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Discussion Starter · #10 ·
Really! Well, that's very interesting. My dad (and then myself too for a few years) used strictly SWP.
 

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Whichever paint that you use, try and get a ready mixed color or have the paint store match the color using safety red safety paint. Ready mixed safety red has ground in red pigment. If the paint store shoots a lot of red color it will most likely fade in the sun. It will be an awful purple looking color in a year. I used to use a Devoe or Sherwin Williams paint. I'm pretty sure they both have a safety red and it looks like shooting some black into it would get you close to the color.

Many years ago I painted a man's home and he insisted on using Sears paint. I couldn't talk him out of it. It was a chocolate brown color. The color pigment floated in that paint after it was applied and it looked awful. That was the first and last time that I used an inferior paint at a customer's request. I would stick with a big paint company.

You mentioned a lot of bare wood. How do you plan to prepare this wood before painting. Are you going to sand it. prime it?
 

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You'll get some good Pro input here for sure. Me, no Behr paint, please...? Start with 1 barn. Finish as per plan. Then proceed with what has been learned.

Get with this guy. He has developed several revenue streams. I think you can get a reasonable consult and a lot of free advice and experience.



...and where is this job located ?
 

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Barns are a tough call. Most owner expectations far exceed the reality. Most old barns are so far gone that labor costs to do them right usually shock the owner. I stopped doing these old barns years ago. How many times have I heard “I just want to clean it up and get a few more years out of it”

Most manufacturers make an economy line barn and fence paint.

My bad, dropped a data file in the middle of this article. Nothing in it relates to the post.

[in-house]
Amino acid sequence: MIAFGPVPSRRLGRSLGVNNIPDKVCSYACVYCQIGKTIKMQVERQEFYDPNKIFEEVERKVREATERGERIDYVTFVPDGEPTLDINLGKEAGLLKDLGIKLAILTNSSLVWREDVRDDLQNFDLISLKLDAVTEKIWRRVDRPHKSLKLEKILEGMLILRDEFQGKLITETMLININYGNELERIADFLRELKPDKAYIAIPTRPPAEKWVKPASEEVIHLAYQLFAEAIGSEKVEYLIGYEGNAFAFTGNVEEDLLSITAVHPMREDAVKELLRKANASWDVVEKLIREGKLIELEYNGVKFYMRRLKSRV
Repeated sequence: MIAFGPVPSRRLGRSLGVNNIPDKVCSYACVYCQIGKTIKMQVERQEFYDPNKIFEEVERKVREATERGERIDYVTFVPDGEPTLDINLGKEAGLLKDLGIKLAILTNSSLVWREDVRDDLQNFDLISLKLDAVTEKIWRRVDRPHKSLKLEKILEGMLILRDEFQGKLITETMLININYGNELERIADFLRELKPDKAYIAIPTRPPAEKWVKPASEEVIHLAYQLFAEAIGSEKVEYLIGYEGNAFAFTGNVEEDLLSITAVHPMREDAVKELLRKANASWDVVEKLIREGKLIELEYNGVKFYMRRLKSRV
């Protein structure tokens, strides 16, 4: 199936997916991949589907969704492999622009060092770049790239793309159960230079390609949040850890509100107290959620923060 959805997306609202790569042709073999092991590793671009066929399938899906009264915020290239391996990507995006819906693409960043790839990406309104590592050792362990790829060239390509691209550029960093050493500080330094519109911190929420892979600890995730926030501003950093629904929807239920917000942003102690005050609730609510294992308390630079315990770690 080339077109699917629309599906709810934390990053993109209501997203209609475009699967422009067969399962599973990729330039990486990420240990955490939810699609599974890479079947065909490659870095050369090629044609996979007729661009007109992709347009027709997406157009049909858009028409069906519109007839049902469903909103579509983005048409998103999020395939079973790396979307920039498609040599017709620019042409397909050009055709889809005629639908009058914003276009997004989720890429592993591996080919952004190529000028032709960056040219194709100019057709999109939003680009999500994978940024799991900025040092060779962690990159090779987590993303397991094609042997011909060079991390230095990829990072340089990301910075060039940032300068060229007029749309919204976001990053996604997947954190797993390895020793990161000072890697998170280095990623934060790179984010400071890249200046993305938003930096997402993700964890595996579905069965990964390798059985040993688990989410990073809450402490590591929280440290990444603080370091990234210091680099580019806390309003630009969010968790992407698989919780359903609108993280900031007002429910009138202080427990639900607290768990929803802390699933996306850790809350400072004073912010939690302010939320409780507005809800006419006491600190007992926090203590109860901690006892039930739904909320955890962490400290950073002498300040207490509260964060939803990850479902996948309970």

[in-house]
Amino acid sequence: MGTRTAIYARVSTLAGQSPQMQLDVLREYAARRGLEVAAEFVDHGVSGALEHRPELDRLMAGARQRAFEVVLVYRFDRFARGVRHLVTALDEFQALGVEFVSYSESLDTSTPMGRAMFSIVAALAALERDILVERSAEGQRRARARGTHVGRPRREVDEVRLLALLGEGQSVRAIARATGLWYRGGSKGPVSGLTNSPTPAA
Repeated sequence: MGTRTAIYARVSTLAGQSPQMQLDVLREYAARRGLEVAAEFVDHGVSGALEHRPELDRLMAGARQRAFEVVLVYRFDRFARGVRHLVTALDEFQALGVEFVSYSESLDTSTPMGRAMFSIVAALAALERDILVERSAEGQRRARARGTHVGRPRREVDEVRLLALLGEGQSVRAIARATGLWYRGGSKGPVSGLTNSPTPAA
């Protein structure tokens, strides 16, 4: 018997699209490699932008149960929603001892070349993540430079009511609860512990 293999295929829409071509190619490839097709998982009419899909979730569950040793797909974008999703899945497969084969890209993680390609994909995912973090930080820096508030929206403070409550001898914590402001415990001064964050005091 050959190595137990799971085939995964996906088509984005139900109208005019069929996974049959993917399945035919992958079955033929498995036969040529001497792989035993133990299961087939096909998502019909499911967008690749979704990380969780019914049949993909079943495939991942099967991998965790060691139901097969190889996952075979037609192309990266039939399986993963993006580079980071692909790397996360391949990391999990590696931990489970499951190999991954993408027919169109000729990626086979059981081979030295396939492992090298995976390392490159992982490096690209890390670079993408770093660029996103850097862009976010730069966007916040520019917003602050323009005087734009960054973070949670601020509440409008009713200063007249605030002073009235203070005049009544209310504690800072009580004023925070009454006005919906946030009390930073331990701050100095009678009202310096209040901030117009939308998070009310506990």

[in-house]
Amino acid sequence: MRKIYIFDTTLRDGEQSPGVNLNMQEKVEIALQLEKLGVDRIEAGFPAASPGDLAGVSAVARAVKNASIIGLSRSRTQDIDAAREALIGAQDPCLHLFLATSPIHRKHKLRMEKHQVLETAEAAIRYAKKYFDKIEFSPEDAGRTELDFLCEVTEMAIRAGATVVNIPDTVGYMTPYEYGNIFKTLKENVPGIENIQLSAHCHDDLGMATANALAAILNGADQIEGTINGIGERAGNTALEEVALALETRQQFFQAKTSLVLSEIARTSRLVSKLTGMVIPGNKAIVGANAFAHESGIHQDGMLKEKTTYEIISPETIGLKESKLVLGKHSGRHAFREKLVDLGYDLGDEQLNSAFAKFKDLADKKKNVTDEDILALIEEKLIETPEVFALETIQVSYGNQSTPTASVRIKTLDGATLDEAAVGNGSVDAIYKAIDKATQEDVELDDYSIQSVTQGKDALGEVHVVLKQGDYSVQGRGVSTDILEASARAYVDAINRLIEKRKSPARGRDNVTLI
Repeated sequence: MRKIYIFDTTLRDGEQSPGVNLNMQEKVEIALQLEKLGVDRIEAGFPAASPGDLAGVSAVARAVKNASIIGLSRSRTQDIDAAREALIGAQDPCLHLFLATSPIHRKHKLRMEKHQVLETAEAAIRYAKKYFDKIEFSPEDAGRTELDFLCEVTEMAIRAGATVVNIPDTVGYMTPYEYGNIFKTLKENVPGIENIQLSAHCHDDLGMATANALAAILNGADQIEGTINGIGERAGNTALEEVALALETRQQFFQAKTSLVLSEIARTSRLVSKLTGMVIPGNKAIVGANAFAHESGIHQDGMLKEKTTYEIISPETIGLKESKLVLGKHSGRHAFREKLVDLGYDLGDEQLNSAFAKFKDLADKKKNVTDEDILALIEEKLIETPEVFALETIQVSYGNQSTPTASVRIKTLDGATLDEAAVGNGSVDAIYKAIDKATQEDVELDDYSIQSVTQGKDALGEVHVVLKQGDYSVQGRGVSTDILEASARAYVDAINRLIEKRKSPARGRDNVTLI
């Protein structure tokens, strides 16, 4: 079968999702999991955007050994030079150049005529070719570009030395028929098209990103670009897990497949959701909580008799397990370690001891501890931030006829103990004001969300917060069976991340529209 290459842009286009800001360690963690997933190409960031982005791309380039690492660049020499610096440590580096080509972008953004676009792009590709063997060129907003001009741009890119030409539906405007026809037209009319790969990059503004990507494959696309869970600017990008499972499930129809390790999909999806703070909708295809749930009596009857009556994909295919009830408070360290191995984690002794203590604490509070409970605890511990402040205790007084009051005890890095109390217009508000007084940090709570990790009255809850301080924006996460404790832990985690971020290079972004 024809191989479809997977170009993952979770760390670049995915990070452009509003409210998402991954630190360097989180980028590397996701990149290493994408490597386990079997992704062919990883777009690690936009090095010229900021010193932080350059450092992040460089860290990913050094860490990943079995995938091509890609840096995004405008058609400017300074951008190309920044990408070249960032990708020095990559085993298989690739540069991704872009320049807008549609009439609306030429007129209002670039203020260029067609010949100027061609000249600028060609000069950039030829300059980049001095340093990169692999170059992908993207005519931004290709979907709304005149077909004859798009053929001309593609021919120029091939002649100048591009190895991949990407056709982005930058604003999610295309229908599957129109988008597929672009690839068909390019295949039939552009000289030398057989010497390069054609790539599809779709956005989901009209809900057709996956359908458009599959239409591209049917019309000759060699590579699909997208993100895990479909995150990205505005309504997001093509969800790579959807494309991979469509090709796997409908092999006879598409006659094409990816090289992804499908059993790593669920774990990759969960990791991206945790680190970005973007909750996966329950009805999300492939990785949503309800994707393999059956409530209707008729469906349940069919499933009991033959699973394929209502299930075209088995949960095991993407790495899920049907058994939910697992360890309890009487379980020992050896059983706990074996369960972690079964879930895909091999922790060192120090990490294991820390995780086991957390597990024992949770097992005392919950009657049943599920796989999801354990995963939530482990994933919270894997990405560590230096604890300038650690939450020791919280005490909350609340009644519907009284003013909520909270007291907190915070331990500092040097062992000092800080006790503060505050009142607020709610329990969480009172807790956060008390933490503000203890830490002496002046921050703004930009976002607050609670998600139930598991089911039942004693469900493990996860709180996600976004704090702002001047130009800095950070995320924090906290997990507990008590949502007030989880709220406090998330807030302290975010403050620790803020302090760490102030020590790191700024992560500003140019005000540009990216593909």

Power washing is probably best way to remove old paint and deteriorated wood fibers. Painting over old wood fibers are main cause of early paint failure.
If you could get the owner to buy oil primer that will help, then go with an economy line finish. Where it comes from won’t make much difference.

I like what someone else said, let him pick it out.
 

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Professional painters that know anything about painting don't use Behr.
Why is that?
I generally use Benjamin More because my clients think it must be the best since it's the most expensive. I have no strong feelings about any brand of paint, except BM Advance, love the way that stuff lays down.
 

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Barns are a tough call. Most owner expectations far exceed the reality. Most old barns are so far gone that labor costs to do them right usually shock the owner. I stopped doing these old barns years ago. How many times have I heard “I just want to clean it up and get a few more years out of it”

Most manufacturers make an economy line barn and fence paint.
Power washing is probably best way to remove old paint and deteriorated wood fibers. Painting over old wood fibers are main cause of early paint failure.
If you could get the owner to buy oil primer that will help, then go with an economy line finish. Where it comes from won’t make much difference.

I like what someone else said, let him pick it out.
A lot of people that ask for a paint job think they're getting a restoration. I always ask them what they think the structure will look like when it's done. The answer is always "like a new building".
 

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Why is that?
I generally use Benjamin More because my clients think it must be the best since it's the most expensive. I have no strong feelings about any brand of paint, except BM Advance, love the way that stuff lays down.
When I judge a paint it's mainly based on how it applies, 2nd how it looks. Behr is horrible to work with it's like spreading tar. No paints are as good as they used to be, companys keep buying others and not changing products for the better.

Advance is okay overated it does not lay down to my standards and I question the durability. I'm using B&M now because my options are getting thin they have junk like everyone else.